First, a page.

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J Neurosurg. 2013 Apr;118(4):739-45. doi: 10.3171/2012.12.JNS121264. Epub 2013 Jan 18.

The lucid interval associated with epidural bleeding: evolving understanding.

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Ulverston, United Kingdom.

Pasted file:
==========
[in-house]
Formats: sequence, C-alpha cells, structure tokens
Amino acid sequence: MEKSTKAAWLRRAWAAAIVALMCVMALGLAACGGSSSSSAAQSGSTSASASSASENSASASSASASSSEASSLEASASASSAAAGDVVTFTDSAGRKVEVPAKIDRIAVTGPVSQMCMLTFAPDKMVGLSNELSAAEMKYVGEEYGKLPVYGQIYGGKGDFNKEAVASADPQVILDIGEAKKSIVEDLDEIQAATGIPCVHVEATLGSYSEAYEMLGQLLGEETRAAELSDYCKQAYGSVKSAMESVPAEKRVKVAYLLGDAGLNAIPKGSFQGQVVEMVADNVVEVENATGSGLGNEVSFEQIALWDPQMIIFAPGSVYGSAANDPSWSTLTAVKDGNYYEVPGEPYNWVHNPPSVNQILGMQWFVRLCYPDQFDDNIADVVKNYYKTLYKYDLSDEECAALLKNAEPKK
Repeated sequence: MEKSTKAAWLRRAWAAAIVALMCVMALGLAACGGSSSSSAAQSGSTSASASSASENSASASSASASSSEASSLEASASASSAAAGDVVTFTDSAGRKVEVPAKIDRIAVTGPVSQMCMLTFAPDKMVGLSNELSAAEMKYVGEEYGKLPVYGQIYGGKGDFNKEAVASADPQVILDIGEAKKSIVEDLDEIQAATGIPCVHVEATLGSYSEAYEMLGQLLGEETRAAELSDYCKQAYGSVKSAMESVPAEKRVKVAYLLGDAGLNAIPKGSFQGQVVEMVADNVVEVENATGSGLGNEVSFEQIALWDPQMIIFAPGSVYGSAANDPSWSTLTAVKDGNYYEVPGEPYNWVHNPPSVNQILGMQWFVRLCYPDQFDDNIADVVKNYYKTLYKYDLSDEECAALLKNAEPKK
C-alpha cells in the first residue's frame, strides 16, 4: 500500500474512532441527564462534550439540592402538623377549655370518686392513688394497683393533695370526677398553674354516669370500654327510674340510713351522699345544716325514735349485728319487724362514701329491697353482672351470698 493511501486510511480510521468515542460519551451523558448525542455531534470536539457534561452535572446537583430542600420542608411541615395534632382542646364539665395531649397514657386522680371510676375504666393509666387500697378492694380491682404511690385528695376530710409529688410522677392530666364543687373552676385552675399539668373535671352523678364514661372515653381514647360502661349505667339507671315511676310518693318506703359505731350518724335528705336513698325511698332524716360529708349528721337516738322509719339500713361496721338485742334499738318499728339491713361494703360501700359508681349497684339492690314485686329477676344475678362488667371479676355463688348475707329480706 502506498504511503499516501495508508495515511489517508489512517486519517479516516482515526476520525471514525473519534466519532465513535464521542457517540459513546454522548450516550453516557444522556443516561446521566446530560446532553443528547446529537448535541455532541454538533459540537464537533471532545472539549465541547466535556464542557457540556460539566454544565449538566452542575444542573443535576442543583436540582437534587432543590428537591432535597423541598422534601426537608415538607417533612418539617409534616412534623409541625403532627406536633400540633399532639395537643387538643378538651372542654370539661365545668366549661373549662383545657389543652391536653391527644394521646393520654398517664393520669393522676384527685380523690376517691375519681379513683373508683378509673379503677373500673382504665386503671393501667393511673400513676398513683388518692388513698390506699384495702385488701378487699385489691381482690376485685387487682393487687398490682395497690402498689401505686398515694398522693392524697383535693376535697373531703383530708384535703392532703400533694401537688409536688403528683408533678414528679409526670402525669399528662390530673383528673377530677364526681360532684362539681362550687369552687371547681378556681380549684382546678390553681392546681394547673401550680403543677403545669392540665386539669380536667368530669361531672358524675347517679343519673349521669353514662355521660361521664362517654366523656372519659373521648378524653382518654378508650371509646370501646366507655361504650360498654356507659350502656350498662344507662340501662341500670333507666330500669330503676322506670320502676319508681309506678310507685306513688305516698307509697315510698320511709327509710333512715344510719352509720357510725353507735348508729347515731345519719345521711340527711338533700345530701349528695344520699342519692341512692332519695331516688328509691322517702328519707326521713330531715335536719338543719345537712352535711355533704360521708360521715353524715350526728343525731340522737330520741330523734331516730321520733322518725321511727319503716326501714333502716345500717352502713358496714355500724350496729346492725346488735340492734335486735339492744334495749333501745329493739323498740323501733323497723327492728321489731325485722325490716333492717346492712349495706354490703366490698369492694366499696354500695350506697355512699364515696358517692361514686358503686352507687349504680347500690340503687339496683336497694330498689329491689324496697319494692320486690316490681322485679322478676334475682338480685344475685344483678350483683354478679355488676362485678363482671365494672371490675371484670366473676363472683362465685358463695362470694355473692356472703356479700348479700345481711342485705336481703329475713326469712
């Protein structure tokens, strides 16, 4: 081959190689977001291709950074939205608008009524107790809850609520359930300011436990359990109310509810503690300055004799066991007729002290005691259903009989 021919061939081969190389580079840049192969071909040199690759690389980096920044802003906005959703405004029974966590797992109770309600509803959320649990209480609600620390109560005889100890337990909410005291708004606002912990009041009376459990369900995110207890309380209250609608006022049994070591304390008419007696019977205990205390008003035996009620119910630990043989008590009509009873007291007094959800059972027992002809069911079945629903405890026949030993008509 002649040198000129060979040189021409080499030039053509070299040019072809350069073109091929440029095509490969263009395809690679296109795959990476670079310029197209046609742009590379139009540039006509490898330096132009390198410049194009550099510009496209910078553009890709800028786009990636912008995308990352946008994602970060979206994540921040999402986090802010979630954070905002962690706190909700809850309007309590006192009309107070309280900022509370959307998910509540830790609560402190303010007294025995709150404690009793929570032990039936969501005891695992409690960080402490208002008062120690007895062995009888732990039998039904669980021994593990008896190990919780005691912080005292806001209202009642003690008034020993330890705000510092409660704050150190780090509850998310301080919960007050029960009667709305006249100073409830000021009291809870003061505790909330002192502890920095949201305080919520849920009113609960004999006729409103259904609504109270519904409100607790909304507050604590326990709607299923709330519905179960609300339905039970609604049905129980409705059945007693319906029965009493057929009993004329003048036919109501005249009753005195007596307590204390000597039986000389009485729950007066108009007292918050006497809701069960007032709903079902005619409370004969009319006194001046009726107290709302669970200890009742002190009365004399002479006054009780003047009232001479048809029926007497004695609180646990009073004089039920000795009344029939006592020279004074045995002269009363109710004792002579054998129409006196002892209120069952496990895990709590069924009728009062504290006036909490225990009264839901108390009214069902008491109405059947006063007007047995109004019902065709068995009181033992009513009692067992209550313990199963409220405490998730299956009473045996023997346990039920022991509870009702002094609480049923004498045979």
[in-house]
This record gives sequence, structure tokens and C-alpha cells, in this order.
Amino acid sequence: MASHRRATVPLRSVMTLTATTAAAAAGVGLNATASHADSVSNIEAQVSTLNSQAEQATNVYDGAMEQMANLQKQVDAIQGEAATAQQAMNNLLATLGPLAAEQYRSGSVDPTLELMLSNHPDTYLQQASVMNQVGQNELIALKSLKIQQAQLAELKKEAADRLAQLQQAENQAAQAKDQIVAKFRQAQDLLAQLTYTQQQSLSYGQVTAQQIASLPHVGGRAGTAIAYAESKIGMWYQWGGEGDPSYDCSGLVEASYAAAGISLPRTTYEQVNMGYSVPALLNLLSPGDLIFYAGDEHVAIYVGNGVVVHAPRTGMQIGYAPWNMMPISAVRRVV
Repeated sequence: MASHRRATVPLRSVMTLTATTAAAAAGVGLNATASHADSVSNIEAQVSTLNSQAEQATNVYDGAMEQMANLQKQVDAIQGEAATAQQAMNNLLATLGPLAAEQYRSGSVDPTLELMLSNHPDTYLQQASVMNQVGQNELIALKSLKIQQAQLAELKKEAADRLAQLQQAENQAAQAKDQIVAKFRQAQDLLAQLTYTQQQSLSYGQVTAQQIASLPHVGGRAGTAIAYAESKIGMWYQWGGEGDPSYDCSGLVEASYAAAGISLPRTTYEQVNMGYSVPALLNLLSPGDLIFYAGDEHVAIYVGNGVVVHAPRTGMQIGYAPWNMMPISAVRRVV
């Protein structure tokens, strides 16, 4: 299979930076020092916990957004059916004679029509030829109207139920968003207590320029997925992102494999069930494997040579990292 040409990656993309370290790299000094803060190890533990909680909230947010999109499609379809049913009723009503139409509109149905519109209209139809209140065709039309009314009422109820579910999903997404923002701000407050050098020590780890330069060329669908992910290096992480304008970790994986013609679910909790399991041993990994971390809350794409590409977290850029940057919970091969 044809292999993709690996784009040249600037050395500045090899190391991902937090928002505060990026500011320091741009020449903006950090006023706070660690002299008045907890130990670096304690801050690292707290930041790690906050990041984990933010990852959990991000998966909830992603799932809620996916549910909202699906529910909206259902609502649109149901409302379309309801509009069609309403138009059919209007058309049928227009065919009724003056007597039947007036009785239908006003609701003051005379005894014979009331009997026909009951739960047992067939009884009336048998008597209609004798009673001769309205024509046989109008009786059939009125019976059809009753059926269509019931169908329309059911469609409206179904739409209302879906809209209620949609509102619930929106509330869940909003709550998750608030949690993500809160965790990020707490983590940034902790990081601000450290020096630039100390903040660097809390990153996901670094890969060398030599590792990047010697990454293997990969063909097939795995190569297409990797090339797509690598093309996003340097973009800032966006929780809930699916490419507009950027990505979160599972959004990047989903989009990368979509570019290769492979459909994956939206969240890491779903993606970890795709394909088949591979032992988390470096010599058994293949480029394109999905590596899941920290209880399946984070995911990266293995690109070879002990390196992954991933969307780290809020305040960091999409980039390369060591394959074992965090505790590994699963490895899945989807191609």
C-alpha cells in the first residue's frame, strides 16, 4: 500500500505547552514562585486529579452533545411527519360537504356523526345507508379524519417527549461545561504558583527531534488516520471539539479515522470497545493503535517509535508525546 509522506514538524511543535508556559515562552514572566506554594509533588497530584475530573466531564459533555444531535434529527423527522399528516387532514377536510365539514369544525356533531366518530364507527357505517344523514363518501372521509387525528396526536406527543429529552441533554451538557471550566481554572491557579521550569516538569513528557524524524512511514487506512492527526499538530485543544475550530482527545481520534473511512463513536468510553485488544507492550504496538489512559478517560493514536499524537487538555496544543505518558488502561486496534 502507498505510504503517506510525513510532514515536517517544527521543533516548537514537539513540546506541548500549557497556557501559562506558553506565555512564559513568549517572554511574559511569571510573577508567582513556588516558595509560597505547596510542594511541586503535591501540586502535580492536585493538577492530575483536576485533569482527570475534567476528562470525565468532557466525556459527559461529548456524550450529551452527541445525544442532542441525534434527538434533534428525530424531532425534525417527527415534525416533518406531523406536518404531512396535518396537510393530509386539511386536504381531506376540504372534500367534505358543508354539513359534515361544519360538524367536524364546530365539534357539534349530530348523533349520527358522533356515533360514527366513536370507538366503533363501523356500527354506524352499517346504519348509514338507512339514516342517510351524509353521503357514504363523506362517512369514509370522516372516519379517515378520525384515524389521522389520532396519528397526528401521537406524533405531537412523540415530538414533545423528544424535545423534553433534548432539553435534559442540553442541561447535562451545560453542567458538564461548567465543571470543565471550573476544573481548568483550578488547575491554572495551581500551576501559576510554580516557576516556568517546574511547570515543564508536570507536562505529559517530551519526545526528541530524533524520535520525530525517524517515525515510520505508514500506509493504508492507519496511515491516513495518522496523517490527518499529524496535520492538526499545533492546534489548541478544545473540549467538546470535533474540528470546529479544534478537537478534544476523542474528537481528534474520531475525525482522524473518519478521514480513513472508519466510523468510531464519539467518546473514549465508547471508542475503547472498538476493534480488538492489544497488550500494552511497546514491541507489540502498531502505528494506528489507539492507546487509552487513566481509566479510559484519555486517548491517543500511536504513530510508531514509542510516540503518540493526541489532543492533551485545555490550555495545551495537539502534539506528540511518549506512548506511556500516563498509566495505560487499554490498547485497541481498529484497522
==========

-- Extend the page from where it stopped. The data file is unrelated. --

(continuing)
The aim of this paper was to elucidate the evolution of our understanding of the term "lucid interval." A number of texts were reviewed to assess their suitability for analysis. The primary requirement was that the text contain detailed descriptions of a series of patients. Details of the clinical course, the findings and timing of surgery, and, when relevant, the time of death and postmortem findings were required. Books written by Henri-Fran├žois Le Dran, Percival Pott, and James Hill fulfilled these criteria. Surgical findings included the presence and type of fractures, changes in the bone, separation of periosteum, malodorous or purulent material, tense brain, and hematoma. Postmortem findings supplemented and/or complemented the surgical findings. The courses of the patients were then tabulated, and the correlation between different clinical and operative findings was thereby determined. Our understanding of a lucid interval began in the early 18th century with the work of Henri-Fran├žois Le Dran and Percival Pott in London. They did not, however, demonstrate an interval without symptoms between trauma and deterioration in patients with epidural hematomas (EDHs). The interval they described was longer than usually expected with EDHs and occurred exclusively in patients who had a posttraumatic infection. In 1751, James Hill, from Dumfries, Scotland, described the first hematoma-related lucid interval in a patient with a subdural hematoma. The first case of a lucid interval associated with an EDH was described by John Abernethy. In the 19th century, Jonathan Hutchinson and Walter Jacobson described the interval as it is known today, in cases of EDH. The most recent work on the topic came from studies in Cincinnati and Oslo, where it was demonstrated that bleeding can separate dura mater and that hemorrhage into the epidural space can be shunted out via the veins. This shunting could delay the accumulation of a hematoma and thus the rise in intracranial pressure, which in turn would delay the development of symptoms. The lucid interval as previously conceived was not properly understood by the French school or by Percival Pott and Benjamin Bell, who all described a symptom-free period prior to the development of infection. The first to have a proper understanding of the interval in relation to an EDH was John Abernethy. The modern description and definition of the lucid interval was the work of Hutchinson and Jacobson in the latter half of the 19th century. Understanding of the pathophysiology of the lucid interval has been advanced by the work of Ford and McLaurin in Cincinnati and a group in Oslo, with the demonstration of what it takes to loosen dura and how an arteriovenous shunt slows down for a while the accumulation of an EDH.

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